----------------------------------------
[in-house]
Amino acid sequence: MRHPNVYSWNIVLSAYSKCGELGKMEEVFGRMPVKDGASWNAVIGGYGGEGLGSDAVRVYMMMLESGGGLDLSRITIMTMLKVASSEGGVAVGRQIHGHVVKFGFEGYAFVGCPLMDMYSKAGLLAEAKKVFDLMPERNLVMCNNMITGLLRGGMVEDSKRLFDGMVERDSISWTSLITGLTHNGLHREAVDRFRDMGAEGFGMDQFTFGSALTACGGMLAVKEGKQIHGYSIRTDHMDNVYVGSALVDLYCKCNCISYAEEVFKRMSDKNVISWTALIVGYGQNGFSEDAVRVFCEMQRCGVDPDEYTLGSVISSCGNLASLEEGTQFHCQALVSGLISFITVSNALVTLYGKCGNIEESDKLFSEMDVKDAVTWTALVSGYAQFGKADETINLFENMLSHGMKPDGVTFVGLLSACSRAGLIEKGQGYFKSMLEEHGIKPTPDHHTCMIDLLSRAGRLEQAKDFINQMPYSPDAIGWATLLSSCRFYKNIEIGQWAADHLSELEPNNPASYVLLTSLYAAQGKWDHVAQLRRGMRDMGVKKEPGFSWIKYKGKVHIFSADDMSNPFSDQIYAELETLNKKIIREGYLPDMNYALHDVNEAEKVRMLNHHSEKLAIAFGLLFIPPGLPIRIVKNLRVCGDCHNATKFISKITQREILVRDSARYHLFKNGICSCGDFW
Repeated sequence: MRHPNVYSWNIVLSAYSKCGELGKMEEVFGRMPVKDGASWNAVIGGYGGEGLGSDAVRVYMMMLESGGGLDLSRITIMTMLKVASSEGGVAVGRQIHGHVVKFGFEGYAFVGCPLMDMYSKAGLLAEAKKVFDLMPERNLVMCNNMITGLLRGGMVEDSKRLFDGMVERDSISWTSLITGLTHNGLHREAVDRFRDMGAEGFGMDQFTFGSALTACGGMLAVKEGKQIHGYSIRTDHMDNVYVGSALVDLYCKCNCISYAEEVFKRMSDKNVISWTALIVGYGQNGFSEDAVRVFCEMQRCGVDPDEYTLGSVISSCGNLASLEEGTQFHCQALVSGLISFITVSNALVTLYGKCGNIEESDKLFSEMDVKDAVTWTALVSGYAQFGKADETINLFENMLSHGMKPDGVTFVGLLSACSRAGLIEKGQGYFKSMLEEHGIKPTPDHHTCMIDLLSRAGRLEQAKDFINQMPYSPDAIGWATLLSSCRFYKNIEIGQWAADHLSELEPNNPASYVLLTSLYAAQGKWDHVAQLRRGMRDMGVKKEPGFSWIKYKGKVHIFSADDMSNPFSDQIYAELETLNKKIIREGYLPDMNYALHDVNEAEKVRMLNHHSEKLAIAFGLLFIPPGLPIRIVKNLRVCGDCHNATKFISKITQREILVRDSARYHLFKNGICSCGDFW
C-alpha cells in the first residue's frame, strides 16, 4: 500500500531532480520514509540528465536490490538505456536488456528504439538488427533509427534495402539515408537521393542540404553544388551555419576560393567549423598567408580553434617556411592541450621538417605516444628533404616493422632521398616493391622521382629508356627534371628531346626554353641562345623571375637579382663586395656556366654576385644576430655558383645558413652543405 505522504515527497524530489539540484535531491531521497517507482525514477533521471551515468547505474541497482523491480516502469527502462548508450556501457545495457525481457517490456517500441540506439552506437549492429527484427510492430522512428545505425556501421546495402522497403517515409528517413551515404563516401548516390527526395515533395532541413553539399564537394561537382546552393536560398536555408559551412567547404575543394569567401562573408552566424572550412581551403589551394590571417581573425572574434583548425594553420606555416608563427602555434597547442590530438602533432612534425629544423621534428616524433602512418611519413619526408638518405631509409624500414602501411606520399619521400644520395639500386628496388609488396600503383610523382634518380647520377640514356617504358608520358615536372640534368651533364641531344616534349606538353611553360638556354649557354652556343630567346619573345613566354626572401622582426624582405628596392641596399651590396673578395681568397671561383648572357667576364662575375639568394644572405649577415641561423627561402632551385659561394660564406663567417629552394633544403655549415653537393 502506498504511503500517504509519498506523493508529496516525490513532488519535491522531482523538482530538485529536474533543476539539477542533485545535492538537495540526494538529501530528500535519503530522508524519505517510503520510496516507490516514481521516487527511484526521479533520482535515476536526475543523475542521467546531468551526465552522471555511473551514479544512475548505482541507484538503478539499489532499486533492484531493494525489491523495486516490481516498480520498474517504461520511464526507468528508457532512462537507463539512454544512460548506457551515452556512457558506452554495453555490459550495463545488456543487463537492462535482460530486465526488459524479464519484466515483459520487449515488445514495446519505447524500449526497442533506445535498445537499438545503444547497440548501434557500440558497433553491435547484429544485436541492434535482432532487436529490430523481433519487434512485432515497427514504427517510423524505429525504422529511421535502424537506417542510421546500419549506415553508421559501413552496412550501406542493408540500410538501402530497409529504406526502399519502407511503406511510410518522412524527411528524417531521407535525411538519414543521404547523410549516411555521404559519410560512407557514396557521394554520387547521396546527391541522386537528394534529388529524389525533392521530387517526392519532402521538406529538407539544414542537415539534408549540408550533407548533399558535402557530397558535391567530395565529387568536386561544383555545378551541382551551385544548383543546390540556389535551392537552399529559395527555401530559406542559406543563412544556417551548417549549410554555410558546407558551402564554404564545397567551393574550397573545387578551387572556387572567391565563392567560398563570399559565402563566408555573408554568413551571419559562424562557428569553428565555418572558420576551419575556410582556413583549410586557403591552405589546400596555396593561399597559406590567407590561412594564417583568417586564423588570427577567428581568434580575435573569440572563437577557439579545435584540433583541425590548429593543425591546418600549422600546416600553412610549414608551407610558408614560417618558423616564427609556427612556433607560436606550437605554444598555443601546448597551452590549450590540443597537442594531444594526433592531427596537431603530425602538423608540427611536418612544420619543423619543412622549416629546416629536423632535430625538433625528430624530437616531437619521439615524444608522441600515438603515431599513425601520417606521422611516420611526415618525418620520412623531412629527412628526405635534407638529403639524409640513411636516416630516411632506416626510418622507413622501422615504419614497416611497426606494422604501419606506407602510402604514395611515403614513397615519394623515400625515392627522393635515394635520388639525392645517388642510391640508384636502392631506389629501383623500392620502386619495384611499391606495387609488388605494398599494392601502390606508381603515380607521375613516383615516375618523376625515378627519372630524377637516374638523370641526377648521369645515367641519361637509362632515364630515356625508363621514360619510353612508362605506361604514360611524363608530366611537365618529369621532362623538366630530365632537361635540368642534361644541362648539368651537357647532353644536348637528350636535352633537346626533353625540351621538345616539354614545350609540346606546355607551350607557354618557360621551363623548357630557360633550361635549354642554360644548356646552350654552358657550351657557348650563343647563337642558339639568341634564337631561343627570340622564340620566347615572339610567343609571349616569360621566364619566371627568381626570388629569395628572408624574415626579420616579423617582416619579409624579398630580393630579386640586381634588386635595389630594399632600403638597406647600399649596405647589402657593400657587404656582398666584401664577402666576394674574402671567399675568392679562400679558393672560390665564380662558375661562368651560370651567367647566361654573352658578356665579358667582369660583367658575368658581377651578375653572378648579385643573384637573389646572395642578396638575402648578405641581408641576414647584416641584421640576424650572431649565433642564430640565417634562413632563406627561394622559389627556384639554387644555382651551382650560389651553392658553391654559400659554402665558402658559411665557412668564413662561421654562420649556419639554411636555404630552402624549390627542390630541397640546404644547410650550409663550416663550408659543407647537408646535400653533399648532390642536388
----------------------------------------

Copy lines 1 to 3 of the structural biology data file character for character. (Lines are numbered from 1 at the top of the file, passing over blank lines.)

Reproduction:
[in-house]
Amino acid sequence: MRHPNVYSWNIVLSAYSKCGELGKMEEVFGRMPVKDGASWNAVIGGYGGEGLGSDAVRVYMMMLESGGGLDLSRITIMTMLKVASSEGGVAVGRQIHGHVVKFGFEGYAFVGCPLMDMYSKAGLLAEAKKVFDLMPERNLVMCNNMITGLLRGGMVEDSKRLFDGMVERDSISWTSLITGLTHNGLHREAVDRFRDMGAEGFGMDQFTFGSALTACGGMLAVKEGKQIHGYSIRTDHMDNVYVGSALVDLYCKCNCISYAEEVFKRMSDKNVISWTALIVGYGQNGFSEDAVRVFCEMQRCGVDPDEYTLGSVISSCGNLASLEEGTQFHCQALVSGLISFITVSNALVTLYGKCGNIEESDKLFSEMDVKDAVTWTALVSGYAQFGKADETINLFENMLSHGMKPDGVTFVGLLSACSRAGLIEKGQGYFKSMLEEHGIKPTPDHHTCMIDLLSRAGRLEQAKDFINQMPYSPDAIGWATLLSSCRFYKNIEIGQWAADHLSELEPNNPASYVLLTSLYAAQGKWDHVAQLRRGMRDMGVKKEPGFSWIKYKGKVHIFSADDMSNPFSDQIYAELETLNKKIIREGYLPDMNYALHDVNEAEKVRMLNHHSEKLAIAFGLLFIPPGLPIRIVKNLRVCGDCHNATKFISKITQREILVRDSARYHLFKNGICSCGDFW
Repeated sequence: MRHPNVYSWNIVLSAYSKCGELGKMEEVFGRMPVKDGASWNAVIGGYGGEGLGSDAVRVYMMMLESGGGLDLSRITIMTMLKVASSEGGVAVGRQIHGHVVKFGFEGYAFVGCPLMDMYSKAGLLAEAKKVFDLMPERNLVMCNNMITGLLRGGMVEDSKRLFDGMVERDSISWTSLITGLTHNGLHREAVDRFRDMGAEGFGMDQFTFGSALTACGGMLAVKEGKQIHGYSIRTDHMDNVYVGSALVDLYCKCNCISYAEEVFKRMSDKNVISWTALIVGYGQNGFSEDAVRVFCEMQRCGVDPDEYTLGSVISSCGNLASLEEGTQFHCQALVSGLISFITVSNALVTLYGKCGNIEESDKLFSEMDVKDAVTWTALVSGYAQFGKADETINLFENMLSHGMKPDGVTFVGLLSACSRAGLIEKGQGYFKSMLEEHGIKPTPDHHTCMIDLLSRAGRLEQAKDFINQMPYSPDAIGWATLLSSCRFYKNIEIGQWAADHLSELEPNNPASYVLLTSLYAAQGKWDHVAQLRRGMRDMGVKKEPGFSWIKYKGKVHIFSADDMSNPFSDQIYAELETLNKKIIREGYLPDMNYALHDVNEAEKVRMLNHHSEKLAIAFGLLFIPPGLPIRIVKNLRVCGDCHNATKFISKITQREILVRDSARYHLFKNGICSCGDFW